Now the US on the other hand is still entrenched in that Puritan mindset of the amount of work one does somehow being proportional to one’s morality. So people who work a lot all the time are praised while not working is akin to laziness aka bad morals (lol). As a European I’ve always found this funny and illogical because it’s basically Exploiting the Workforce 101 while making them like it at the same time.

        But what bothers me the most is that also somehow the amount of work one does is still perceived through monetary value. So apparently, people who have a lot of money = super hard workaholics.
        We all know this isn’t true at all anymore (if it ever was back in the day) so I don’t get why Americans still chase that extra dollar at the expense of their sanity, health and ability to live their lives before they die.

        Remember, you can’t take your life savings to your grave.

      • Brassy Rebel says:

        I am talking about people who are overworking THEMSELVES, not being overworked by others! People in Bangladesh and even Mexico are not workaholics. They are exploited by employers and lack recourse. There is a big difference.

      • Ange says:

        Considering your terrible industrial relations laws I’d be rethinking whether or not it’s entirely choice. The ‘hustle and grind’ mindset didn’t appear out of nowhere.

      • BothSidesNow says:

        Fabulous article @ Sonya!!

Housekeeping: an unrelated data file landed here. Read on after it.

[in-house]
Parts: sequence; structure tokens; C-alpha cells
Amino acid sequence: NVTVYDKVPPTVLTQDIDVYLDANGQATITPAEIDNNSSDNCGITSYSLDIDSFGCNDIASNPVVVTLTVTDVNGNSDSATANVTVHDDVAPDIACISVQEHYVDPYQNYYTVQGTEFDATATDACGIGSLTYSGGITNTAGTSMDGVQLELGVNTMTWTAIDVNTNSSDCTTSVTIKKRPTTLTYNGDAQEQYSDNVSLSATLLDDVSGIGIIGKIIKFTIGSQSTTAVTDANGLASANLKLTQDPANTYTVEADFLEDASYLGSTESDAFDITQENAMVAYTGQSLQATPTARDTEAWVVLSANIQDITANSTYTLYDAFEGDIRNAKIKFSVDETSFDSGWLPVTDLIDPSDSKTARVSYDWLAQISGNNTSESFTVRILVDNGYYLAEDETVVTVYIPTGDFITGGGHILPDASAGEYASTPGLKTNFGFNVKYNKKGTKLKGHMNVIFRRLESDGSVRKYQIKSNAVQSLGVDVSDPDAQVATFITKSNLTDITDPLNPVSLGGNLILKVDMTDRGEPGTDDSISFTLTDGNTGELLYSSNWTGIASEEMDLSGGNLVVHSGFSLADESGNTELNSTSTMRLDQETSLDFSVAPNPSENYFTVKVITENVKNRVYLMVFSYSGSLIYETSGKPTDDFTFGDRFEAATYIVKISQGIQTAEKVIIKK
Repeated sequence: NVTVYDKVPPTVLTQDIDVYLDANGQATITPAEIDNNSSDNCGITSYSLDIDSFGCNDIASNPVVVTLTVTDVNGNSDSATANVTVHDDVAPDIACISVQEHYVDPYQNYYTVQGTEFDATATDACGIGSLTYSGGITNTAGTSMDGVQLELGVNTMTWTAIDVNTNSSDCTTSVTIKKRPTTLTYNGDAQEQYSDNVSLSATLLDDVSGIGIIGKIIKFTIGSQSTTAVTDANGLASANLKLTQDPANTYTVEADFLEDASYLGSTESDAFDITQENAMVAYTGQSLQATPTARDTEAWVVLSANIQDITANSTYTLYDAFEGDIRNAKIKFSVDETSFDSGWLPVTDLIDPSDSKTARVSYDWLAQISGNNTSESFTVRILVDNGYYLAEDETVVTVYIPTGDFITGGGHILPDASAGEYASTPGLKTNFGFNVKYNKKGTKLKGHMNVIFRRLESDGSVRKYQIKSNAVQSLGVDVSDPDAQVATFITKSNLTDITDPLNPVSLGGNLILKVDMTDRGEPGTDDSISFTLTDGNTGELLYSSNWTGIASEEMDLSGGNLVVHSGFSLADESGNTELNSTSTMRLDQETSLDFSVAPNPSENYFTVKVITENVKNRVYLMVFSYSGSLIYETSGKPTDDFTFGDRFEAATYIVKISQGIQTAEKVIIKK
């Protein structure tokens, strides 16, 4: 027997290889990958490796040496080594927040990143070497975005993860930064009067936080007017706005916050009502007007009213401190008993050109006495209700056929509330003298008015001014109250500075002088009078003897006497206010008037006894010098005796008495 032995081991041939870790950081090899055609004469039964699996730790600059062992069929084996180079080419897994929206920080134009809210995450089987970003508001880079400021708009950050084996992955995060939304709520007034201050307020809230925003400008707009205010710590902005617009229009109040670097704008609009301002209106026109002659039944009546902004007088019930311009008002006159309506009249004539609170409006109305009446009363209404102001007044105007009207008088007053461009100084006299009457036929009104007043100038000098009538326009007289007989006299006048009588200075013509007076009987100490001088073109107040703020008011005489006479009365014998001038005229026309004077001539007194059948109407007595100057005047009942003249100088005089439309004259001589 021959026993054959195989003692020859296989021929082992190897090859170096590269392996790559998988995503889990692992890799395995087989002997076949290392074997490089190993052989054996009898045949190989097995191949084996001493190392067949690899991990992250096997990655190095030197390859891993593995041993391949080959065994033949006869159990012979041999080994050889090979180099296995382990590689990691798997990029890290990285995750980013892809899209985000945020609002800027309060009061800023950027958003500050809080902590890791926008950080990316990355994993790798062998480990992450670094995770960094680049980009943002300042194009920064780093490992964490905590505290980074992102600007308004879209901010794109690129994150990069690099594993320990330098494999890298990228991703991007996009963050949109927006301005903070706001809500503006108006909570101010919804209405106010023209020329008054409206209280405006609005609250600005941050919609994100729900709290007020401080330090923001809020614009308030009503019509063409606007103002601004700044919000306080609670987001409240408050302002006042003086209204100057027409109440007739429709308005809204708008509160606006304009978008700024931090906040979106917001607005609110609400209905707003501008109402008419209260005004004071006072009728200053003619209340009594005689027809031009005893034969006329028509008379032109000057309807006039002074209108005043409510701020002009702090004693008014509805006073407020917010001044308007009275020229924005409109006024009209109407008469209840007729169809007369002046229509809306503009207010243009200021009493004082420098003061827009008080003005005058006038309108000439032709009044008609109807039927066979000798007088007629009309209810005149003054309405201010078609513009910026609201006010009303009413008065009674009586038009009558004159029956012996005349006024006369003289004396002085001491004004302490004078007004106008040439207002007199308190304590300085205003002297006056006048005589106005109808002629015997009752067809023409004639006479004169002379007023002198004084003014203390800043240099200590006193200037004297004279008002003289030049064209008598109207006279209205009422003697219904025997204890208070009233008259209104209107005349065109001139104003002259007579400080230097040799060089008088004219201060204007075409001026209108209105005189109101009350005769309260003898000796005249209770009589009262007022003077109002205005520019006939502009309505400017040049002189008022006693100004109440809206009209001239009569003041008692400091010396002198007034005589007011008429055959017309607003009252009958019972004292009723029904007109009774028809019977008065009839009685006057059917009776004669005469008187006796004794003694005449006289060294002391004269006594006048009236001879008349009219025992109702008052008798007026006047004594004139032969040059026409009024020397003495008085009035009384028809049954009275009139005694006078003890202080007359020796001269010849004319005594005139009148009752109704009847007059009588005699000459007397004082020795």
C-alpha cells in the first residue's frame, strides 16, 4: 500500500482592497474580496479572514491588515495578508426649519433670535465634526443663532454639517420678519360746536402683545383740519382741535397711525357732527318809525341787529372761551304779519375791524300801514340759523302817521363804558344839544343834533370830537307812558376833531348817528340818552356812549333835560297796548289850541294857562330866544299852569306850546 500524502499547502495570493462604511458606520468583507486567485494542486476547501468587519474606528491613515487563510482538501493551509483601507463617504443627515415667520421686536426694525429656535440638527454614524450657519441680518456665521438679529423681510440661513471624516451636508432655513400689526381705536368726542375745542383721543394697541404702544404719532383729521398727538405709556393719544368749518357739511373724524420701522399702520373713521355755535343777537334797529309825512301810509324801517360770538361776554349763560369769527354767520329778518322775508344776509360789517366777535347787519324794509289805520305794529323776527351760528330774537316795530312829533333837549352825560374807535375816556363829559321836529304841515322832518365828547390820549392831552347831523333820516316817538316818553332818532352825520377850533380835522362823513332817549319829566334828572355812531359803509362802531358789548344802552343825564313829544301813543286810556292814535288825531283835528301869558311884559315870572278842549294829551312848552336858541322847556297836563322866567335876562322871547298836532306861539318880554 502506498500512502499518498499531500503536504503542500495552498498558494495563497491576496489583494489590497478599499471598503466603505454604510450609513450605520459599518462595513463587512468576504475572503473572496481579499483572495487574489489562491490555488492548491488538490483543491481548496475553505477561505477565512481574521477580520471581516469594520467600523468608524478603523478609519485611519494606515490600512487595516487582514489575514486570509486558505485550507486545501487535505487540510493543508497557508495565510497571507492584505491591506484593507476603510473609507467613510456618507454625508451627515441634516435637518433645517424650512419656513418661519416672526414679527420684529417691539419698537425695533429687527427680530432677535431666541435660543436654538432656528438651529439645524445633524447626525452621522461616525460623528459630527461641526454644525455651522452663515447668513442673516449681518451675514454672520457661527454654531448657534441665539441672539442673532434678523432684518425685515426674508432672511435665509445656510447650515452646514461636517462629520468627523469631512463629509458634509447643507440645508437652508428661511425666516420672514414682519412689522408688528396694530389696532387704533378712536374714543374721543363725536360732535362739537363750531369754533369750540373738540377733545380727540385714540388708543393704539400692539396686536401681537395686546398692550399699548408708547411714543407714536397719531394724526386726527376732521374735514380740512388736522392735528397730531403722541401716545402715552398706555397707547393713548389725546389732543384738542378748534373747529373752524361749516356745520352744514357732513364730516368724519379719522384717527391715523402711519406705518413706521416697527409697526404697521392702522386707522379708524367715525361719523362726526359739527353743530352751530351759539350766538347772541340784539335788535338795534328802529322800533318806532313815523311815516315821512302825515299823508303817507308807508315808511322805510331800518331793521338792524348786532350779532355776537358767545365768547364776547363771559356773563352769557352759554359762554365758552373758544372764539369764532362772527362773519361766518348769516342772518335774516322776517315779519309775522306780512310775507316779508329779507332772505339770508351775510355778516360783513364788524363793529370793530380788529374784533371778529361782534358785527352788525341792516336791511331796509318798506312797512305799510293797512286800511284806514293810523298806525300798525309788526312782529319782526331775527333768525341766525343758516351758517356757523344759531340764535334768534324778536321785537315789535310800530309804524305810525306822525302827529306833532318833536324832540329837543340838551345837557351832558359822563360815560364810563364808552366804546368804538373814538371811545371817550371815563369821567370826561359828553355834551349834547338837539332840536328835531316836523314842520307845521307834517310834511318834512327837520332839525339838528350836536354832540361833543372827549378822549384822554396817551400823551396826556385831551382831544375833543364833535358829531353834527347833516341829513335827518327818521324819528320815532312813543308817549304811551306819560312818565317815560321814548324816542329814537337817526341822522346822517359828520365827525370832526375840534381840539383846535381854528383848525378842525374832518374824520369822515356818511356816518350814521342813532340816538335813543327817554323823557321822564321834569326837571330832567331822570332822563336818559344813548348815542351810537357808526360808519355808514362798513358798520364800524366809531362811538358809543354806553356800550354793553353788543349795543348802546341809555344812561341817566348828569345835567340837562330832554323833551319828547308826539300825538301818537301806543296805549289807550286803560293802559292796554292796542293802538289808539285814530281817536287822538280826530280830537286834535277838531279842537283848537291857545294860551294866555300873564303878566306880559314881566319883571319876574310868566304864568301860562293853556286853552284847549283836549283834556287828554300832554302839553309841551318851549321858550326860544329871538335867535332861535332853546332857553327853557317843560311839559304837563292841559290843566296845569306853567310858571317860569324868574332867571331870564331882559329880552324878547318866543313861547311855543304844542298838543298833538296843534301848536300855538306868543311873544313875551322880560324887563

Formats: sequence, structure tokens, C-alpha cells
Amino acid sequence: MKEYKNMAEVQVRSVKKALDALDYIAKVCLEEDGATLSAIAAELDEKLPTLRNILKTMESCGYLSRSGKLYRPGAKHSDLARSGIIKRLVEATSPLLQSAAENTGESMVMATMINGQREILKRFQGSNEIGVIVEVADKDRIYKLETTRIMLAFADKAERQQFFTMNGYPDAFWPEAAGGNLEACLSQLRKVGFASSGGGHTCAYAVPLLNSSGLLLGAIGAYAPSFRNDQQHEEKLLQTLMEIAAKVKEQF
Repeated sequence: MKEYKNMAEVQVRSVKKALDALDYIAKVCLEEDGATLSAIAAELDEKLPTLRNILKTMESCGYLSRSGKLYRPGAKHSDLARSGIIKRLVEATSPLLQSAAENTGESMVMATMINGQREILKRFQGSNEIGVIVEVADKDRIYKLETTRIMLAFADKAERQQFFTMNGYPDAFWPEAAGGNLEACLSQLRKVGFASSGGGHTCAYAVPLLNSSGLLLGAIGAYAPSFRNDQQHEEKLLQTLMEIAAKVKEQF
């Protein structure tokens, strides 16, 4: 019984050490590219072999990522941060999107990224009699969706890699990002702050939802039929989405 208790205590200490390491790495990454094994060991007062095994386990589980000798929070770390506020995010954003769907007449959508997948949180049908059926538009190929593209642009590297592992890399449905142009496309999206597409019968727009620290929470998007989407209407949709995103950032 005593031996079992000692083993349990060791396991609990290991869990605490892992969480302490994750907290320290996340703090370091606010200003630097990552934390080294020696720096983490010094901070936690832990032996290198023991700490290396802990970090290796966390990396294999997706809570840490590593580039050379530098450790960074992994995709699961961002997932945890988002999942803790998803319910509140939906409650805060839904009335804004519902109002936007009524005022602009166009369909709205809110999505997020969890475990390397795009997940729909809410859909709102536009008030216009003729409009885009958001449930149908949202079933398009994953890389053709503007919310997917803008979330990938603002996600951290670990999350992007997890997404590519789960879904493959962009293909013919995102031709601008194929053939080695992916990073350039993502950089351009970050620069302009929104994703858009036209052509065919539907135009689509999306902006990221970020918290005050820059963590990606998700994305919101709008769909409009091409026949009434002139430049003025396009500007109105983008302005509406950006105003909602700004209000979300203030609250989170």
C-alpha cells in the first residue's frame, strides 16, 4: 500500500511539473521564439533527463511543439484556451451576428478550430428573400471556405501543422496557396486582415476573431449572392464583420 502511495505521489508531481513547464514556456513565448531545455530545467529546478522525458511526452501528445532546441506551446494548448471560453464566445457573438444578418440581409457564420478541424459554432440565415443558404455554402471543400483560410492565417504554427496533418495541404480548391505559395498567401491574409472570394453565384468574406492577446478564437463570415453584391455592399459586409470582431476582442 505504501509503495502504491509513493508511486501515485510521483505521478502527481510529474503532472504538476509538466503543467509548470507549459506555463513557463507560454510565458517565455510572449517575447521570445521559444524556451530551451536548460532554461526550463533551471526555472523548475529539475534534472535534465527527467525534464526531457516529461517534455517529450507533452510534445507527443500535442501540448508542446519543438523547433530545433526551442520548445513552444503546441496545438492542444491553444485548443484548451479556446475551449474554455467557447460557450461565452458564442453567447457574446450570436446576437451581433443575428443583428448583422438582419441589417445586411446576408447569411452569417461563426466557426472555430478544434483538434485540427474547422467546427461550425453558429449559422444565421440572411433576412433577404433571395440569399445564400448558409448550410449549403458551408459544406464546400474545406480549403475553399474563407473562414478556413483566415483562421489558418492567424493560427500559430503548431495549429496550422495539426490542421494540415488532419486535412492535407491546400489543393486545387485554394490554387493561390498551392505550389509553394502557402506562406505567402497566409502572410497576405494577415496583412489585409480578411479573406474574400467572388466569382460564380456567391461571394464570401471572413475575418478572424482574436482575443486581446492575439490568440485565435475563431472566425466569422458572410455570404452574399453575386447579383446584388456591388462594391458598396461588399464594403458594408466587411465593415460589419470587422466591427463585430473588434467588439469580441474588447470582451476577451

• AlpineWitch says:

      BrassyRebel, I think people got confused between workaholic and exploited. I lived in the States for a year and decided to leave as it is beyond me how you can only have 11 days a year as annual leave. The rule in Europe is between 22 and 26 days of holidays and in my father’s day (1980s/1990s Italy) he had 35 days a year, meaning August off and 2 weeks at Christmas time. And he was a factory worker (and he was in the unions).

      • Andrea says:

        @Alpinewitch I worked so many holidays in the US (memorial day, 4th of july etc), but in Canada(I am dual now), I get paid for all holidays to not work and little to anything is open. Such a different tweak that makes a world of difference on my mental health.

  10. It Really Is You, Not Me says:

    The hypocrisy of Martha Stewart, who started an empire out of her kitchen, being pissy about hybrid-WFH is BREATHTAKING.

    I started working from home during COVID. My former job was just starting to require 3 days per week in the office when I moved on. Now I am in the office one week out of every 6-8 (my new job’s HQ is in another state) and I don’t want to go back to even 1 regular day per week in the office ever. In the meantime, people from my old job say the CEO is on a mission to bring everyone back 5 days per week, even though all of the calls are still on Zoom so there’s very little in-person collaboration going on anyway. What a mess.

  11. HeyKay says:

    WFH is so much better.
    More productive, less office politics, less interruptions, less useless travel for meetings that can be done online.

    • Nx2 says:

      It’s literally better for the environment – less traffic pollution and less use of fossil fuels. This whole topic represents a classic example of a paradigm shift with the old guard (“come in to the office or else!”) being the ones who tend to profit off the old ways. In a change of subject, I’m getting tired of Martha Stewart – she’s trying to demand hushed respect for dowager opinions while spending a ton of money erasing every wrinkle, spot or sag. Nope, not buying it.

  12. Skyblue121 says: